Local 1000 Celebrates Black History Month


Amanda Gorman – youngest inaugural poet in U.S. history

Storied careers were on full display at the January 20, 2021 inauguration of President Joe Biden, from politicians to entertainers. But the breakout star of the event was Amanda Gorman, who at 22 years old became the youngest inaugural poet in U.S. history. 

Gorman recited her poem “The Hill We Climb” that called for Americans to “rebuild, reconcile, and recover” from deeply rooted divides and racial inequities, particularly during a time of unprecedented illness, death, political strife and calls for racial justice across the country. Gorman finished writing her poem shortly after the January 6, 2021 riots at the Capitol Building and drew inspiration from the speeches of American leaders during other historic times of division, including Abraham Lincoln and the Rev. Martin Luther King Jr.

The young poet, author, and activist grew up in Los Angeles and began writing as a way to cope with a speech impediment. By age 16 she was named the Youth Poet Laureate of LA, and at 19 she became the first National Youth Poet Laureate while studying sociology at Harvard.

Gorman, who writes about race and gender, was invited to the swearing-in ceremony by First Lady Jill Biden and follows in the footsteps of inaugural poets Maya Angelou and Robert Frost. During her reading, Gorman wore a ring with a caged bird, a gift from Oprah for the occasion and a tribute to symbolize Angelou and her autobiographical work “I Know Why the Caged Bird Sings.”
- Jennifer Liu

Raphael Warnock – Georgia’s first Black senator 

In January 2021, Reverend Raphael Warnock defeated incumbent Senator Kelly Loeffler in a contentious and highly publicized runoff election. His victory created a path for Democrats to gain control of the Senate and made Warnock the State of Georgia’s first Black senator as well as the first Black Democrat Senator from the South since the Reconstruction Era. 

Warnock, 51, grew up in Savannah, Georgia, graduated from Morehouse College cum laude in 1991 and in 2005 became the youngest senior pastor of Ebenezer Baptist Church — where Martin Luther King Jr. was also a pastor — since the church was founded in 1886. 

In a live-streamed victory speech, Warnock reflected on the historic nature of his election as well as on his mother, who in the 1950s picked cotton and tobacco. 

“The 82-year-old hands that used to pick somebody else’s cotton went to the polls and picked her youngest son to be a United States senator,” said Warnock. “The improbable journey that led me to this place in this historic moment in America could only happen here.” 
- Abigail Johnson Hess

Rashida Jones – MSNBC president and first Black executive to run a major television news network

“Journalism is such a complicated industry,” Rashida Jones said at a 2015 conference at the University of Missouri’s School of Journalism. “If you really want to be a next-level journalist that’s coloring the history of our world, that’s the only reason you should be on this path.”

In her eight years at MSNBC and her 21 years in the business, that’s exactly what Jones has been doing. On February 1, 2021, Jones started her new role as president at MSNBC, making her the first Black executive to lead a major television news network.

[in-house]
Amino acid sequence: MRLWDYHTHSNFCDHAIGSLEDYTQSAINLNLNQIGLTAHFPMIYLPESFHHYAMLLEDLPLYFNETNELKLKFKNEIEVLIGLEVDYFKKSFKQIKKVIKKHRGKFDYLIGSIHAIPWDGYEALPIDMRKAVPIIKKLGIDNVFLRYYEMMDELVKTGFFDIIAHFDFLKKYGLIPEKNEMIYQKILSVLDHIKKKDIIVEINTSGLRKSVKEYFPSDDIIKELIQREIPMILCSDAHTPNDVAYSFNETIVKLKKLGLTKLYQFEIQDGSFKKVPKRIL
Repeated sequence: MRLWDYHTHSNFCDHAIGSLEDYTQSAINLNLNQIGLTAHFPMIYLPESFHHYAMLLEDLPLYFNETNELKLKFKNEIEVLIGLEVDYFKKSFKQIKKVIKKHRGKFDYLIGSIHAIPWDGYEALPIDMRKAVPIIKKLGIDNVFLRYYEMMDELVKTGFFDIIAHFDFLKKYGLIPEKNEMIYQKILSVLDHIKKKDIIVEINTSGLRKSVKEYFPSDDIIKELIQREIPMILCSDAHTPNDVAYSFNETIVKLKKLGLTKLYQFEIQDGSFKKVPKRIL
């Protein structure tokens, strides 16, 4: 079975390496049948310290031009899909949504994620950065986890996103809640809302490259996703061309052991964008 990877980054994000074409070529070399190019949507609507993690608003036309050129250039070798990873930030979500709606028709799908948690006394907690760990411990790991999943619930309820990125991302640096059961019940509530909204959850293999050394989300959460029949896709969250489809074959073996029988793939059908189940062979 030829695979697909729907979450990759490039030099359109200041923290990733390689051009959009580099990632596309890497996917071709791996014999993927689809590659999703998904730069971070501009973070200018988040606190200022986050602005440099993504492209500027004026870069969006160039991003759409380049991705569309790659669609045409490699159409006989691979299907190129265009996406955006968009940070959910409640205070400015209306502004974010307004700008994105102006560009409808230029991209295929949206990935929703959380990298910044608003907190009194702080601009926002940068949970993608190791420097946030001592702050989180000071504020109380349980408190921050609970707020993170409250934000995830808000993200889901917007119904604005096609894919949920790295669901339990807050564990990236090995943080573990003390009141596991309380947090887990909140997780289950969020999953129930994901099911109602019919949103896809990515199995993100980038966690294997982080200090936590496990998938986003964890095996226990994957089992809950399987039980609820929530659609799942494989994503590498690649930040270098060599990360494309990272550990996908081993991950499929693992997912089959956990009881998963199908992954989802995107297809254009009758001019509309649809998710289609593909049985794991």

Jones was previously senior vice president of news at MSNBC and NBC News, where she oversaw breaking news coverage, like the coronavirus pandemic and 2020 election. Jones set rating records for two townhall specials and helped oversee the second presidential debate, during which NBC correspondent Kristen Welker became only the second Black woman to moderate a presidential debate solo. (The first was ABC News journalist Carole Simpson in 1992.) 

Jones has also helped to bring more diversity to MSNBC’s daytime and weekend schedule through executive decisions such as extending Nicolle Wallace’s show, “Deadline: White House.”

“Rashida fully understands and supports the importance of representation, diversity, and inclusion,” said Dorothy Tucker, president of the National Association of Black Journalists (NABJ). “Her promotion is bigger than our industry; it’s the kind of story Black and Brown children everywhere need to see so they can know what’s possible.”
- Taylor Locke

Sandra Lindsay – first American to get the Covid-19 vaccine outside of trials

“I volunteered myself,” says critical care nurse Sandra Lindsay of becoming the first person in America to get the Covid-19 vaccine outside of a trial on December 14, 2020 in Queens, New York.

Lindsay, who emigrated from Jamaica in 1986 and became a nurse in 1994, oversees five critical care nursing units at Long Island Jewish Medical Center. She’s seen how dangerous and erratic the virus can be, so she jumped at the chance to get the Pfizer-BioNTech vaccine.

“I didn’t know I was going to be the first in New York state, never mind the United States,” she told CNBC Make It. 

Lindsay just wanted to lead by example for not only her staff, but also as a Black woman. Black people have been disproportionately impacted by Covid-19 due to racial health disparities and have historically experienced biased treatment by the medical community, which has led to distrust, including of vaccines. A survey published in December 2020 by Pew Research Center found that only 42% of Black Americans surveyed said they would get the Covid vaccine, the lowest of any racial or ethnic group.

“It was good that people see me as a Black woman taking it. I’m well aware of what has happened in the past. But I’m not afraid…what I’m afraid of more is getting this virus.” 

Lindsay says since getting the vaccine, she has gotten letters from around the world thanking her for her bravery. But Lindsay says she volunteered for the same reason she became a nurse: She just wanted to help people. 
- Jade Scipioni